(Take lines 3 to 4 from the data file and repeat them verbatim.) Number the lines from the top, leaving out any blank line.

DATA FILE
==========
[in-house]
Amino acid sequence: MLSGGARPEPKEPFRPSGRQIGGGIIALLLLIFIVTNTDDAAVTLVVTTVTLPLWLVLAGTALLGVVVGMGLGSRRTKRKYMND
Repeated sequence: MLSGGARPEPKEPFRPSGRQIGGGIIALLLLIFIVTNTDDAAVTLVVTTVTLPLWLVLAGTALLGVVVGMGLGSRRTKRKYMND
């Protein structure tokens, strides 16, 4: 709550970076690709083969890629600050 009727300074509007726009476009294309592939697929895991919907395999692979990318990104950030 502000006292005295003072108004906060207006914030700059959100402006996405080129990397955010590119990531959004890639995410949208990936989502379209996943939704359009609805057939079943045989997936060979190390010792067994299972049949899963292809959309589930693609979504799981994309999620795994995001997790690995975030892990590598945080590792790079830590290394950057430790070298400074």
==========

Repeated sequence: MLSGGARPEPKEPFRPSGRQIGGGIIALLLLIFIVTNTDDAAVTLVVTTVTLPLWLVLAGTALLGVVVGMGLGSRRTKRKYMND
């Protein structure tokens, strides 16, 4: 709550970076690709083969890629600050 009727300074509007726009476009294309592939697929895991919907395999692979990318990104950030 502000006292005295003072108004906060207006914030700059959100402006996405080129990397955010590119990531959004890639995410949208990936989502379209996943939704359009609805057939079943045989997936060979190390010792067994299972049949899963292809959309589930693609979504799981994309999620795994995001997790690995975030892990590598945080590792790079830590290394950057430790070298400074």